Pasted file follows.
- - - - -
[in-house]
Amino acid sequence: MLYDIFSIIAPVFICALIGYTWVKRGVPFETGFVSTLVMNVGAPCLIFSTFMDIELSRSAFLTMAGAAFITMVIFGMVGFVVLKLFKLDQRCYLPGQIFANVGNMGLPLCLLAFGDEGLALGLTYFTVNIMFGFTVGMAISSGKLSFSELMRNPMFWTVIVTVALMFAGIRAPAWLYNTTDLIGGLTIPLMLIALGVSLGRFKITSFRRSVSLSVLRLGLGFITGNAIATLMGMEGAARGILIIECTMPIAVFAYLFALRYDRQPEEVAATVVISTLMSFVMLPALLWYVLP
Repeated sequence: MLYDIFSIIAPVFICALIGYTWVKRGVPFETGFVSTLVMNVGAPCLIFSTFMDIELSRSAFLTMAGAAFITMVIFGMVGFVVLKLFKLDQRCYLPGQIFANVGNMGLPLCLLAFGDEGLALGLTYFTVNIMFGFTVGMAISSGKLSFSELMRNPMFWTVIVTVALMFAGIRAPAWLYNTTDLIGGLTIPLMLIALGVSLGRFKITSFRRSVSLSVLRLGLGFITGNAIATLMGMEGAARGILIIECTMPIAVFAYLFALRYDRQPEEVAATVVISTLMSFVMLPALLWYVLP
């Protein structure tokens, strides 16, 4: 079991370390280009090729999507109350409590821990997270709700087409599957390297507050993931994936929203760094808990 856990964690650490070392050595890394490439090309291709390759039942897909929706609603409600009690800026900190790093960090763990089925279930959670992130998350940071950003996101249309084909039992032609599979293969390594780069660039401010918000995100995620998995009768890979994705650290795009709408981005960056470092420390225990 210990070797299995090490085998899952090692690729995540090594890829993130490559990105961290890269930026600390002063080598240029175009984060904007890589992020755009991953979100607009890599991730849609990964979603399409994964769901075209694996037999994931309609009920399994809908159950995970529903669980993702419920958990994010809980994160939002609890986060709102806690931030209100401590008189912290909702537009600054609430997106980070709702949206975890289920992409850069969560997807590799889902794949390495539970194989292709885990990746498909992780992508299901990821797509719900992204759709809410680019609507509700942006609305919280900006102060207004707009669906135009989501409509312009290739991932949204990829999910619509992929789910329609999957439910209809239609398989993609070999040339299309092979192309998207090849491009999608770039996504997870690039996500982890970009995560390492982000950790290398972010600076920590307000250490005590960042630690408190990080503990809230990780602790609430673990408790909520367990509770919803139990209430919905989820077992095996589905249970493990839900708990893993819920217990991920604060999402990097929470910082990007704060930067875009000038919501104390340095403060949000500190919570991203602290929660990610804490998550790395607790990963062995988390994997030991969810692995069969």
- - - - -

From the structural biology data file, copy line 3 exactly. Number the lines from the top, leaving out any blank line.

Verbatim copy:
Repeated sequence: MLYDIFSIIAPVFICALIGYTWVKRGVPFETGFVSTLVMNVGAPCLIFSTFMDIELSRSAFLTMAGAAFITMVIFGMVGFVVLKLFKLDQRCYLPGQIFANVGNMGLPLCLLAFGDEGLALGLTYFTVNIMFGFTVGMAISSGKLSFSELMRNPMFWTVIVTVALMFAGIRAPAWLYNTTDLIGGLTIPLMLIALGVSLGRFKITSFRRSVSLSVLRLGLGFITGNAIATLMGMEGAARGILIIECTMPIAVFAYLFALRYDRQPEEVAATVVISTLMSFVMLPALLWYVLP